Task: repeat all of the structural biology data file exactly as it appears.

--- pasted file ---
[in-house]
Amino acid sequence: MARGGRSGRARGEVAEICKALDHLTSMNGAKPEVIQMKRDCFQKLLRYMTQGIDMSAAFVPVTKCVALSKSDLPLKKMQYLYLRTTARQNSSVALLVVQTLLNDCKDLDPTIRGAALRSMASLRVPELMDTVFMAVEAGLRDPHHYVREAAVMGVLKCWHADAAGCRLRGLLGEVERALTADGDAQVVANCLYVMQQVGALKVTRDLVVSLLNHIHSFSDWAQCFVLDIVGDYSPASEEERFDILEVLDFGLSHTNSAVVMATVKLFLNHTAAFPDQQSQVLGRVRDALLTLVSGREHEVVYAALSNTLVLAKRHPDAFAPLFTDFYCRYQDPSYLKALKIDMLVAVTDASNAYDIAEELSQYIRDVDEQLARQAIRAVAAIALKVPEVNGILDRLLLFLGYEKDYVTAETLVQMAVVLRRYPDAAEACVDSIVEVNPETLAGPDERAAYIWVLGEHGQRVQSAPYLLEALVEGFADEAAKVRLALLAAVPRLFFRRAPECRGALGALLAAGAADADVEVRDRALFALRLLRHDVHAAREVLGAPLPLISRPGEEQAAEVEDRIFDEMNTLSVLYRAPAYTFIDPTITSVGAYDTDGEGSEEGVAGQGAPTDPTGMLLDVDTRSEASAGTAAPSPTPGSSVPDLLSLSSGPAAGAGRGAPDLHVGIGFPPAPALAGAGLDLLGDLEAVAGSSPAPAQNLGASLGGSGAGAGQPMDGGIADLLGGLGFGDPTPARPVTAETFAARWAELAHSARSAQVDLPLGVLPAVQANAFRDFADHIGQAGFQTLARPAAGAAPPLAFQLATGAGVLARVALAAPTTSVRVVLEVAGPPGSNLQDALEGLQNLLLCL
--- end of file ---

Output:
[in-house]
Amino acid sequence: MARGGRSGRARGEVAEICKALDHLTSMNGAKPEVIQMKRDCFQKLLRYMTQGIDMSAAFVPVTKCVALSKSDLPLKKMQYLYLRTTARQNSSVALLVVQTLLNDCKDLDPTIRGAALRSMASLRVPELMDTVFMAVEAGLRDPHHYVREAAVMGVLKCWHADAAGCRLRGLLGEVERALTADGDAQVVANCLYVMQQVGALKVTRDLVVSLLNHIHSFSDWAQCFVLDIVGDYSPASEEERFDILEVLDFGLSHTNSAVVMATVKLFLNHTAAFPDQQSQVLGRVRDALLTLVSGREHEVVYAALSNTLVLAKRHPDAFAPLFTDFYCRYQDPSYLKALKIDMLVAVTDASNAYDIAEELSQYIRDVDEQLARQAIRAVAAIALKVPEVNGILDRLLLFLGYEKDYVTAETLVQMAVVLRRYPDAAEACVDSIVEVNPETLAGPDERAAYIWVLGEHGQRVQSAPYLLEALVEGFADEAAKVRLALLAAVPRLFFRRAPECRGALGALLAAGAADADVEVRDRALFALRLLRHDVHAAREVLGAPLPLISRPGEEQAAEVEDRIFDEMNTLSVLYRAPAYTFIDPTITSVGAYDTDGEGSEEGVAGQGAPTDPTGMLLDVDTRSEASAGTAAPSPTPGSSVPDLLSLSSGPAAGAGRGAPDLHVGIGFPPAPALAGAGLDLLGDLEAVAGSSPAPAQNLGASLGGSGAGAGQPMDGGIADLLGGLGFGDPTPARPVTAETFAARWAELAHSARSAQVDLPLGVLPAVQANAFRDFADHIGQAGFQTLARPAAGAAPPLAFQLATGAGVLARVALAAPTTSVRVVLEVAGPPGSNLQDALEGLQNLLLCL